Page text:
Mobile robots and mobile manipulators (robot arm onboard a mobile robot) have been popular research topics for use in marine, undersea, agriculture, space, rescue, and industrial applications – not for assembly. Mobile manipulators are now becoming commercial tools for industrial use in material handling, for example truck unloading bags of dog food and wafer pod handling with the base fixtured to a workstation. For industry acceptance and standards development, users of new mobile manipulator systems will expect manufacturers to provide real performance data of these systems for:
Research considerations have focused on coordination of movements of the robot and the base since redundant degrees-of-freedom exist in mobile manipulators. However, measurements of mobile manipulators performing standard tasks (e.g., poses and motions) are non-existent except for simply demonstrating that the task was completed. Mobile manipulators are relatively complex machines, typically from two or more manufacturers where a generic description of the system and how to measure them is ideal for standardization across the mobile manipulator industry.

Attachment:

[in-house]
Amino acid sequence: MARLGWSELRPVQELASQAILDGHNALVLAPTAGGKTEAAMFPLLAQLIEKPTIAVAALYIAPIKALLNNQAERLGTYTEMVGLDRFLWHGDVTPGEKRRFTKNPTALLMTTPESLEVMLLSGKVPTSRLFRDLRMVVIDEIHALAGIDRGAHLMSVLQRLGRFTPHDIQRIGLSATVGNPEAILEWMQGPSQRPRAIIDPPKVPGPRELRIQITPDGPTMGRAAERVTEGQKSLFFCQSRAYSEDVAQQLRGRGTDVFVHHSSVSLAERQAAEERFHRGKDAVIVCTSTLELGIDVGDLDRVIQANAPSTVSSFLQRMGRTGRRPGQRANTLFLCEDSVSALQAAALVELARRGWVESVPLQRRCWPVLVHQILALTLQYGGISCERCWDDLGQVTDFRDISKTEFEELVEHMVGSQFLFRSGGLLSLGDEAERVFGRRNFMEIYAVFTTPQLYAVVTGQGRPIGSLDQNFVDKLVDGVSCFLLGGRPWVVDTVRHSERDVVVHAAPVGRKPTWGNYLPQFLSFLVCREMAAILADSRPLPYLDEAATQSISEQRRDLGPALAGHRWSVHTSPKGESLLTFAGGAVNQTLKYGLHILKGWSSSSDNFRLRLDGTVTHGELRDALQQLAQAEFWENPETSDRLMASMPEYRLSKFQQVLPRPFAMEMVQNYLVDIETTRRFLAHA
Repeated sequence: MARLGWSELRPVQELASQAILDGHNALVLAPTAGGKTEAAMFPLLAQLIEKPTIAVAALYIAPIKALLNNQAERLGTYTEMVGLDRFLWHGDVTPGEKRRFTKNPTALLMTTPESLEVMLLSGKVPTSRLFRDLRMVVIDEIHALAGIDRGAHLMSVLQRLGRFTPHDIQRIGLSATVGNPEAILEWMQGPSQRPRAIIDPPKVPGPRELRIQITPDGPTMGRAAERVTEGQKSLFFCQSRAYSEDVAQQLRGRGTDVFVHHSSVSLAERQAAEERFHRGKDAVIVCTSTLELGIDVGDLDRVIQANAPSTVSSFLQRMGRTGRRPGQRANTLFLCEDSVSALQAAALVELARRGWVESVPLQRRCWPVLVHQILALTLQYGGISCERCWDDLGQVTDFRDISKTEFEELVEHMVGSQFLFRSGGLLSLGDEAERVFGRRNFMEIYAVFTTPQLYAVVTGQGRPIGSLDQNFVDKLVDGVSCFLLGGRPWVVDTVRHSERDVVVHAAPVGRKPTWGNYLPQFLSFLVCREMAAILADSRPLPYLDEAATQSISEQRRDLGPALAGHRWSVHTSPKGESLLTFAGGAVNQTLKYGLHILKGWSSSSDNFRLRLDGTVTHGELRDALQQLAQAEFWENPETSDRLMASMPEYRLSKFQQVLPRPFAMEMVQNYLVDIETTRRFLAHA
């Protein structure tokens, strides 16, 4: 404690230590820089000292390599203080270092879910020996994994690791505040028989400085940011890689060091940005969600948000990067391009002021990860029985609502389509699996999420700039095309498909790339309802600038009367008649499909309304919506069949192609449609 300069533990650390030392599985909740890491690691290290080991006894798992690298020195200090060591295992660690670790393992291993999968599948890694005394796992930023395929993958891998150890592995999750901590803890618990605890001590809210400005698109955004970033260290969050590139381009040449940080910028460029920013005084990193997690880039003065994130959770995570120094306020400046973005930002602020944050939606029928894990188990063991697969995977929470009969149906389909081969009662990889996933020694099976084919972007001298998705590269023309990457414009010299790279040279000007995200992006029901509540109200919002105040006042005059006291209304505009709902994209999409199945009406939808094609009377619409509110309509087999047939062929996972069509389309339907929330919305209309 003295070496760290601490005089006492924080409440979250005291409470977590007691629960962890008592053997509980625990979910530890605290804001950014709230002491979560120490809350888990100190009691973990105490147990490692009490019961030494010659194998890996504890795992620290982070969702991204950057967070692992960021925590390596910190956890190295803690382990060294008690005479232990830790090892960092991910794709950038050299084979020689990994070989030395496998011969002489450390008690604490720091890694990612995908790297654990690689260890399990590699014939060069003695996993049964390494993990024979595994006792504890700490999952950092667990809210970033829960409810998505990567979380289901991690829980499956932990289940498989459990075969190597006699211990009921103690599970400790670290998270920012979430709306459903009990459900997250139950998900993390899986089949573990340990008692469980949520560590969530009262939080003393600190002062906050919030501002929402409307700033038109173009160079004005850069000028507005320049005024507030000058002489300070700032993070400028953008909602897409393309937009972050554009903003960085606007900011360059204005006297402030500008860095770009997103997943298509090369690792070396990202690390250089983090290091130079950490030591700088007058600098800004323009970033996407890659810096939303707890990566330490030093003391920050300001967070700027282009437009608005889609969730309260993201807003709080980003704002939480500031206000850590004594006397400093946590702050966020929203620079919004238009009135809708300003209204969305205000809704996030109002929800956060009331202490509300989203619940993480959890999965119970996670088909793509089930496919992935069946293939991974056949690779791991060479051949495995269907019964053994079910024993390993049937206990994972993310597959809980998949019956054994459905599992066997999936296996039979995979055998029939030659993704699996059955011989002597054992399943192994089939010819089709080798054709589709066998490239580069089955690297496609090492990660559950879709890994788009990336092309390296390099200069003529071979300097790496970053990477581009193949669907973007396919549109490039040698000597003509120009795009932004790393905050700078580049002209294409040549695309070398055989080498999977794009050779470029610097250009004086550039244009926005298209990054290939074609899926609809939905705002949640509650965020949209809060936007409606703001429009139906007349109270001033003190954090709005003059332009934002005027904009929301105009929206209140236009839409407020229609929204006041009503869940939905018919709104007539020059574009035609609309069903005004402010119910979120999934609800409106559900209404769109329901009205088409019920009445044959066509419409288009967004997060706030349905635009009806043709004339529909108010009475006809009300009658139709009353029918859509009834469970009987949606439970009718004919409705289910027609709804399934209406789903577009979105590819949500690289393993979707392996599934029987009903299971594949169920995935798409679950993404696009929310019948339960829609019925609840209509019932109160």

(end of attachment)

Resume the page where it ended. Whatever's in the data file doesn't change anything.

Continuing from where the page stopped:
NIST has been developing a performance measurement test method using an artifact called the reconfigurable mobile manipulator artifact (RMMA) to evaluate the mobile manipulator for assembly tasks.